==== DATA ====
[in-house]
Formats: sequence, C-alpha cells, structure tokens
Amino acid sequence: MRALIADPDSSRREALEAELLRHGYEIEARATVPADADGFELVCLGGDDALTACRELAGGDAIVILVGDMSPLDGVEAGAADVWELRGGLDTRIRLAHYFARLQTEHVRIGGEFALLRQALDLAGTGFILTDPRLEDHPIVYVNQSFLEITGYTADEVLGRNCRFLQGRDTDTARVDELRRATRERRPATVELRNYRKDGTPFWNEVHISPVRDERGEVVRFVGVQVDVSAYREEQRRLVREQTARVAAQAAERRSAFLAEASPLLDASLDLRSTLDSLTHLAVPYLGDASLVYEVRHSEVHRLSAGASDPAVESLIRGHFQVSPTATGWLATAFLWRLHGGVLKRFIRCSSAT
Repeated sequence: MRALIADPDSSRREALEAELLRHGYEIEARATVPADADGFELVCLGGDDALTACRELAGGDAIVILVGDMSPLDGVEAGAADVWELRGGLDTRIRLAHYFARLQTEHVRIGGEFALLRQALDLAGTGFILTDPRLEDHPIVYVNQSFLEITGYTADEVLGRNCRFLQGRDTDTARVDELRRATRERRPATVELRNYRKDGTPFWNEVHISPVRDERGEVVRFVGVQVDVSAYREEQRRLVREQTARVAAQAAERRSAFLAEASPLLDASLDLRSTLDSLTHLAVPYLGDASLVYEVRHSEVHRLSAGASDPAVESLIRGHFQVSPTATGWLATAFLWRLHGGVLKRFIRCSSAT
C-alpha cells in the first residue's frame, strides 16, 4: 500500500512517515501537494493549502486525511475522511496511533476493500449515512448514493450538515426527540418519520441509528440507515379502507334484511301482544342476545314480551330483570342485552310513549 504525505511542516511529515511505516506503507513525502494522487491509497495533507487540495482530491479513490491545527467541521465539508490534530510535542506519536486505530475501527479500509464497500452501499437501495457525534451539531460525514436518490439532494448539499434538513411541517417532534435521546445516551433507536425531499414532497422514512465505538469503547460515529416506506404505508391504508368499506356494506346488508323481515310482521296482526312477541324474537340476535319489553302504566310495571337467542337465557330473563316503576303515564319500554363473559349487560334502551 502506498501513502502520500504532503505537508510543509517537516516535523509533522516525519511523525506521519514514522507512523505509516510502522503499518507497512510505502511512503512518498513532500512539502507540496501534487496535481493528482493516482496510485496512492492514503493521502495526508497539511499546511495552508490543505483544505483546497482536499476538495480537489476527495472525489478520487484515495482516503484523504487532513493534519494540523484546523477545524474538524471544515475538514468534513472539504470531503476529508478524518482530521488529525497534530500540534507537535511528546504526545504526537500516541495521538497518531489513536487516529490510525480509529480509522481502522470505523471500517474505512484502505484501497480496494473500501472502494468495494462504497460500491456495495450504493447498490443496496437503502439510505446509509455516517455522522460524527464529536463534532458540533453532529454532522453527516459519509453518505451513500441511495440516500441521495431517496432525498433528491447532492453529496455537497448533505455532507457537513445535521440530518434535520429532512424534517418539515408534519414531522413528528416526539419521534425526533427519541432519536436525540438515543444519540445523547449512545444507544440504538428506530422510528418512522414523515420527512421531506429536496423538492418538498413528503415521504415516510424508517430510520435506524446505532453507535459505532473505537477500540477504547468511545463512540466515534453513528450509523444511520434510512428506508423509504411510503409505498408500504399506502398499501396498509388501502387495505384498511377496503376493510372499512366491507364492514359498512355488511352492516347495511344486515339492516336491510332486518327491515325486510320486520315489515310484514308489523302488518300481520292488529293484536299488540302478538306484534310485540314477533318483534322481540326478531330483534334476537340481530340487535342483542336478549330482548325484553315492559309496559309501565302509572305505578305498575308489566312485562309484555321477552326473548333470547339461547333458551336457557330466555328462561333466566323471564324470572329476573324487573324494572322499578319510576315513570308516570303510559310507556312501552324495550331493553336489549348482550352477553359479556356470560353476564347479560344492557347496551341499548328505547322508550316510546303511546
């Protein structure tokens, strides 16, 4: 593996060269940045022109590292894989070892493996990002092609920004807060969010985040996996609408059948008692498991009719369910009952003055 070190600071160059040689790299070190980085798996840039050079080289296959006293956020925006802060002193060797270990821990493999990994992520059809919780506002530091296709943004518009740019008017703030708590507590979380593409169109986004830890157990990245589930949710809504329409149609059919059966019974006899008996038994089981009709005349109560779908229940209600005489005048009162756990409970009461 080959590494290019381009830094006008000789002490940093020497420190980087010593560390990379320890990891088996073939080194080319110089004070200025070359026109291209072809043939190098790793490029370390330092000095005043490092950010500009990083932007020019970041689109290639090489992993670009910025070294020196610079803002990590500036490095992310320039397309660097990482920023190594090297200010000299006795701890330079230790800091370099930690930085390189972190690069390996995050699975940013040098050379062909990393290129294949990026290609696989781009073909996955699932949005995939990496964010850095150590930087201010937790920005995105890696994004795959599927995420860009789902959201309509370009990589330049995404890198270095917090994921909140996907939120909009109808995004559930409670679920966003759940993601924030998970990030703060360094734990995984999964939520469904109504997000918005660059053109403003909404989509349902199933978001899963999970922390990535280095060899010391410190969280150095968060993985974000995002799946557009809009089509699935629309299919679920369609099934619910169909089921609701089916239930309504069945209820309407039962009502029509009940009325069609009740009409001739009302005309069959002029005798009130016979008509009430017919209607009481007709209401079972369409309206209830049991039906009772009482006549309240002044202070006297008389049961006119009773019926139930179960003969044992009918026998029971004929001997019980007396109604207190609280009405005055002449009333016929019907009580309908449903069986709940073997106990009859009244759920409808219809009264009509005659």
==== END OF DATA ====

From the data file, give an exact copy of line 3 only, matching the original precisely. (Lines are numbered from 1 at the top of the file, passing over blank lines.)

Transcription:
Amino acid sequence: MRALIADPDSSRREALEAELLRHGYEIEARATVPADADGFELVCLGGDDALTACRELAGGDAIVILVGDMSPLDGVEAGAADVWELRGGLDTRIRLAHYFARLQTEHVRIGGEFALLRQALDLAGTGFILTDPRLEDHPIVYVNQSFLEITGYTADEVLGRNCRFLQGRDTDTARVDELRRATRERRPATVELRNYRKDGTPFWNEVHISPVRDERGEVVRFVGVQVDVSAYREEQRRLVREQTARVAAQAAERRSAFLAEASPLLDASLDLRSTLDSLTHLAVPYLGDASLVYEVRHSEVHRLSAGASDPAVESLIRGHFQVSPTATGWLATAFLWRLHGGVLKRFIRCSSAT